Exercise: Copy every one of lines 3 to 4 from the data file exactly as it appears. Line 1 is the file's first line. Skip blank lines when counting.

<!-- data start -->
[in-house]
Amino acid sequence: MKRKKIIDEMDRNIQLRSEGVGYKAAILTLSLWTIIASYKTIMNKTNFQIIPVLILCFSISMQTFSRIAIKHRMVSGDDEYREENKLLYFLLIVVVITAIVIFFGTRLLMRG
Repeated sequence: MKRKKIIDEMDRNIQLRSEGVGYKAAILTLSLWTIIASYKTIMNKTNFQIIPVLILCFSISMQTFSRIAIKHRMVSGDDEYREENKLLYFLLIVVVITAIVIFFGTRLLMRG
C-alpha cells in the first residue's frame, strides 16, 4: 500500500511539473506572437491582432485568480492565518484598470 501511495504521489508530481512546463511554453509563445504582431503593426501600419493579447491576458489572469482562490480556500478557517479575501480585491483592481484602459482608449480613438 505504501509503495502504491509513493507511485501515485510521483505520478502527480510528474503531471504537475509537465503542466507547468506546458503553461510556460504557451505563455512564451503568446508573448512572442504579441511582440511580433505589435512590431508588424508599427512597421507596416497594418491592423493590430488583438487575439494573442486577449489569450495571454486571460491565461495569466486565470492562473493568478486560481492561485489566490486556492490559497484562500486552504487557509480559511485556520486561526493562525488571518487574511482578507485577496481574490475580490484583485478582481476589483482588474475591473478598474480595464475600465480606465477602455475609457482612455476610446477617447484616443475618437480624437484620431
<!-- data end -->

Repeated sequence: MKRKKIIDEMDRNIQLRSEGVGYKAAILTLSLWTIIASYKTIMNKTNFQIIPVLILCFSISMQTFSRIAIKHRMVSGDDEYREENKLLYFLLIVVVITAIVIFFGTRLLMRG
C-alpha cells in the first residue's frame, strides 16, 4: 500500500511539473506572437491582432485568480492565518484598470 501511495504521489508530481512546463511554453509563445504582431503593426501600419493579447491576458489572469482562490480556500478557517479575501480585491483592481484602459482608449480613438 505504501509503495502504491509513493507511485501515485510521483505520478502527480510528474503531471504537475509537465503542466507547468506546458503553461510556460504557451505563455512564451503568446508573448512572442504579441511582440511580433505589435512590431508588424508599427512597421507596416497594418491592423493590430488583438487575439494573442486577449489569450495571454486571460491565461495569466486565470492562473493568478486560481492561485489566490486556492490559497484562500486552504487557509480559511485556520486561526493562525488571518487574511482578507485577496481574490475580490484583485478582481476589483482588474475591473478598474480595464475600465480606465477602455475609457482612455476610446477617447484616443475618437480624437484620431